Law
The adultery law in India currently treats a woman as her husband’s property – but what happens to the constitutionality of the law in the face of Right to Privacy?
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The Supreme Court of India is currently busy with several important cases, and the judgments will decide how the law of the land will look at consent between adults, regardless of their gender. While the constitutionality of Section 377 – which criminalises ‘sex against the order of nature’ – is one such case, the other question that the SC is trying to answer, that is equally important, is that of Section 497, which says that adultery is a criminal offence.

The Constitution Bench of the Supreme Court is re-examining the constitutional validity of Section 497. In December 2017, Joseph Shine filed a petition challenging the section. A three-judge bench, headed by Chief Justice of India Dipak Misra, had referred the petition to a five-judge Constitution Bench, admitting that the law does seem to be archaic. When the matter came up during the Section 377 hearing, the Centre filed its response. Joseph Shine’s petition challenged Section 497 IPC and Section 198 of CrPC, on the grounds that it is discriminatory against men.

Section 497 states: “Whoever has sexual intercourse with a person who is and whom he knows or has reason to believe to be the wife of another man, without the consent or connivance of that man, such sexual intercourse not amounting to the offence of rape, is guilty of the offence of adultery, and shall be punished with imprisonment.”

In simple words, adultery is defined as a person having sex with a man’s wife without taking prior consent from the husband. The law only applies to men – women can neither be charged with adultery, nor can they be the complainant.

The Centre in its response to the petition said, “Adultery should remain an offence. Diluting adultery law will impact the sanctity of marriages. Making adultery legal will hurt marriage bonds.”

While the Centre is open to making the law gender neutral, should adultery remain a criminal offence? Especially in the face of Right to Privacy – which was upheld by the Supreme Court in 2017 – what happens to the criminality of the adultery law?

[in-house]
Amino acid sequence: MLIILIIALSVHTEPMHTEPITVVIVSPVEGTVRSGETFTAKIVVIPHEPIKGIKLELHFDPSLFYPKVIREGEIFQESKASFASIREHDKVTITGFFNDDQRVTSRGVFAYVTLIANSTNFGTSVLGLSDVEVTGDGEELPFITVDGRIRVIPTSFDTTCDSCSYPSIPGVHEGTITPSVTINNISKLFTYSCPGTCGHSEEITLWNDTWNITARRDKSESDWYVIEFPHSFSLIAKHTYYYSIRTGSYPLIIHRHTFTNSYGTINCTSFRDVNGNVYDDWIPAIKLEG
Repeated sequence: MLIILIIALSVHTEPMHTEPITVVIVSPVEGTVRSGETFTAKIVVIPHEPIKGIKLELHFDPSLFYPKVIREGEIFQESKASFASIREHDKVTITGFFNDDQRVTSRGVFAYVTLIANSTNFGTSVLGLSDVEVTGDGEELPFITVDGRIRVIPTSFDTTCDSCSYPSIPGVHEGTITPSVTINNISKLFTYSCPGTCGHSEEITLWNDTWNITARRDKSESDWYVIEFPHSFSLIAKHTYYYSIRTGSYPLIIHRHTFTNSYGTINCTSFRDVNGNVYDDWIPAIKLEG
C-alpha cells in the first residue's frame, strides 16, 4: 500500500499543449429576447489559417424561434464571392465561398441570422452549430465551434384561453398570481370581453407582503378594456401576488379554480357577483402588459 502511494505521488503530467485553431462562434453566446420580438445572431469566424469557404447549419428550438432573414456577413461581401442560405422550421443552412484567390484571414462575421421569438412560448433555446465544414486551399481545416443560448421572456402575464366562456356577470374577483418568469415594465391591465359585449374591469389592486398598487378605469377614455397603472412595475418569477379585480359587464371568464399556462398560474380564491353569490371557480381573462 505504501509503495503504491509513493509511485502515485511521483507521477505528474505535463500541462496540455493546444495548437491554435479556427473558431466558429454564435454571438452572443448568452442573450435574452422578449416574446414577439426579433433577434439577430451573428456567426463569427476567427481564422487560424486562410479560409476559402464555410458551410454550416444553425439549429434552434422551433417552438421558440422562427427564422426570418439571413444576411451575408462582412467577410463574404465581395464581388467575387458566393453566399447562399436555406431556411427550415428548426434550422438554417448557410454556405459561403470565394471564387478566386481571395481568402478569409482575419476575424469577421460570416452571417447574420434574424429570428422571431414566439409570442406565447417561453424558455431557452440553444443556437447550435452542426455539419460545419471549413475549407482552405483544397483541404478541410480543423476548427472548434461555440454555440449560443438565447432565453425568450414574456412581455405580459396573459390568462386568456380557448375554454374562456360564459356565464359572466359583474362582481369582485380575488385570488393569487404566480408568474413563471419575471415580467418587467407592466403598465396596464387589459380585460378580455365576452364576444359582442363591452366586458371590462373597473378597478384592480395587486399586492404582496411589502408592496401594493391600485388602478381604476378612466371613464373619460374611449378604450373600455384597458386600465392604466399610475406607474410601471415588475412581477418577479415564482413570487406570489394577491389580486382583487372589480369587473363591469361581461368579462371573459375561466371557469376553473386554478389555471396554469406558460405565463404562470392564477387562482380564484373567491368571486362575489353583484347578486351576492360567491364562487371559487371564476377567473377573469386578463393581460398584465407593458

Woman as property of husband

“The current definition definitely treats the woman as property,” says senior lawyer Geeta Ramaseshan, who argued in favour of the petitioner in the Revathy vs. Union of India case in 1988 – where the petitioner demanded that a woman should be allowed to file a case against her husband in case of adultery.

“In both the earlier cases, Sowmithri vs Union of India and Revathy Vs Union of India, the same argument was put forth. As a matter of fact in Revathy’s case which I argued, the Supreme Court even equated the offence to a man trespassing into the marriage of another. The woman has no agency at all,” she explains.

Senior lawyer Sudha Ramalingam says, “It is an extension of our patriarchal ideologies. So if the husband consents (to another man having a sexual relationship with his wife), it is not a criminal offence.  The wife's consent plays zero role in the law in its current format. The wife also has no right to sue her husband under this law. The wife who is the victim of adultery nor the wife of the adulterer (who is in the alleged relationship) have any right to prosecution. Women can thus be neither the prosecutor nor be prosecuted under this law. It is totally male friendly and anachronistic.

‘Civil, not criminal’

Sudha asks, “Why do you have adultery as a criminal offence?”

Stressing that adultery is only between consenting adults – Sudha explains that the concept of a ‘wrong’ comes in only because of marriage. 

“As a concept itself, adultery is to protect the sanctity of marriage. If there's no marriage, there's no adultery,” she says, adding that therefore it should only be considered a civil wrong and not a criminal offence.

Woman as ‘victim’ of consensual sex is problematic

Amba Salelkar, a lawyer with the Equals Centre for Promotion of Social Justice, says that the narrative around the sanctity of marriage and the woman being a victim itself needs to change.

“I don't understand how the sanctity of marriage is preserved upon the understanding that the wife is a semi-unwilling party, who ended up having sex with another person. You're not calling it rape, you're calling it consensual sex. If a woman is having consensual sex with somebody who is not her husband or without the husband's permission, that becomes an offence. What we probably need to consider is that the whole framing of the law – where the wife is not an abettor, but is considered to be a victim – is what is problematic,” Amba says.

Right to Privacy

Experts also say that Section 497 is in contravention to Article 21 of the Constitution, which guarantees a right to life and liberty for all individuals. This includes the right to dignity, privacy and autonomy. In 2017, in a major verdict, the Supreme Court ruled that the right to privacy is a fundamental right.

“I think the Right to Privacy judgement is a gamechanger in the consideration of adultery because no one has really looked from the perspective of Right to Privacy. The idea that consensual sexual acts be subject to the criminal justice system is the issue, because it is meant to be the state prosecuting an accused person,” Amba says.

Moreover, popular morality should not interfere with the laws and Constitutional safeguards provided for, she adds.

“Sexual intercourse between consenting parties should not be subject to police investigation or criminal justice process,” Amba says.

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